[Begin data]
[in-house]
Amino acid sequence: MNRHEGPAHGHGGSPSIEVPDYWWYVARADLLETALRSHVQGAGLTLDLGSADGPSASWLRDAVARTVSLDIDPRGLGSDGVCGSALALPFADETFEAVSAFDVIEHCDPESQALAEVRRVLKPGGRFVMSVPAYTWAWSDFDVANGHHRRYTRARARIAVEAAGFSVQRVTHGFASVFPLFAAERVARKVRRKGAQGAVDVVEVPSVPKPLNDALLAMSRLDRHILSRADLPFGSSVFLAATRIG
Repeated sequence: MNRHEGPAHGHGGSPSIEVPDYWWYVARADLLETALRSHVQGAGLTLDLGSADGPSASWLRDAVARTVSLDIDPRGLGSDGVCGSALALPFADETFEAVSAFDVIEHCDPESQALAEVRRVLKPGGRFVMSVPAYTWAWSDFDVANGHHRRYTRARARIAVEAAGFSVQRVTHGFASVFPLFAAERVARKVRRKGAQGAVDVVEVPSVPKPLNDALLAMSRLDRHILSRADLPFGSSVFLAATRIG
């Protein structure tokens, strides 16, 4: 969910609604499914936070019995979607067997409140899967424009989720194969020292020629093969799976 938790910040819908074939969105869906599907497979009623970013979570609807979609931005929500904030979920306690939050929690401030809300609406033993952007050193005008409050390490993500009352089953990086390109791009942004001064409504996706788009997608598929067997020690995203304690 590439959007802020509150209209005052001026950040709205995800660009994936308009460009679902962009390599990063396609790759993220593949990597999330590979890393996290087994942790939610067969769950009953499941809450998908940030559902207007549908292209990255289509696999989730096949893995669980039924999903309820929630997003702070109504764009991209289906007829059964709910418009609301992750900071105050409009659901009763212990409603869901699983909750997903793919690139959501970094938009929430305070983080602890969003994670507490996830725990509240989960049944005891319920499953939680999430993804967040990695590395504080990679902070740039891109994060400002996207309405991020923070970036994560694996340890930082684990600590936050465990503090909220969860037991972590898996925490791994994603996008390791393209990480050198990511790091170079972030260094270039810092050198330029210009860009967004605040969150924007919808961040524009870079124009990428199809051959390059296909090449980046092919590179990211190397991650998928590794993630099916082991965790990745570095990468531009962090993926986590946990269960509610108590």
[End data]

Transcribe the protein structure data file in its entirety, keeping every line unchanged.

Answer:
[in-house]
Amino acid sequence: MNRHEGPAHGHGGSPSIEVPDYWWYVARADLLETALRSHVQGAGLTLDLGSADGPSASWLRDAVARTVSLDIDPRGLGSDGVCGSALALPFADETFEAVSAFDVIEHCDPESQALAEVRRVLKPGGRFVMSVPAYTWAWSDFDVANGHHRRYTRARARIAVEAAGFSVQRVTHGFASVFPLFAAERVARKVRRKGAQGAVDVVEVPSVPKPLNDALLAMSRLDRHILSRADLPFGSSVFLAATRIG
Repeated sequence: MNRHEGPAHGHGGSPSIEVPDYWWYVARADLLETALRSHVQGAGLTLDLGSADGPSASWLRDAVARTVSLDIDPRGLGSDGVCGSALALPFADETFEAVSAFDVIEHCDPESQALAEVRRVLKPGGRFVMSVPAYTWAWSDFDVANGHHRRYTRARARIAVEAAGFSVQRVTHGFASVFPLFAAERVARKVRRKGAQGAVDVVEVPSVPKPLNDALLAMSRLDRHILSRADLPFGSSVFLAATRIG
């Protein structure tokens, strides 16, 4: 969910609604499914936070019995979607067997409140899967424009989720194969020292020629093969799976 938790910040819908074939969105869906599907497979009623970013979570609807979609931005929500904030979920306690939050929690401030809300609406033993952007050193005008409050390490993500009352089953990086390109791009942004001064409504996706788009997608598929067997020690995203304690 590439959007802020509150209209005052001026950040709205995800660009994936308009460009679902962009390599990063396609790759993220593949990597999330590979890393996290087994942790939610067969769950009953499941809450998908940030559902207007549908292209990255289509696999989730096949893995669980039924999903309820929630997003702070109504764009991209289906007829059964709910418009609301992750900071105050409009659901009763212990409603869901699983909750997903793919690139959501970094938009929430305070983080602890969003994670507490996830725990509240989960049944005891319920499953939680999430993804967040990695590395504080990679902070740039891109994060400002996207309405991020923070970036994560694996340890930082684990600590936050465990503090909220969860037991972590898996925490791994994603996008390791393209990480050198990511790091170079972030260094270039810092050198330029210009860009967004605040969150924007919808961040524009870079124009990428199809051959390059296909090449980046092919590179990211190397991650998928590794993630099916082991965790990745570095990468531009962090993926986590946990269960509610108590």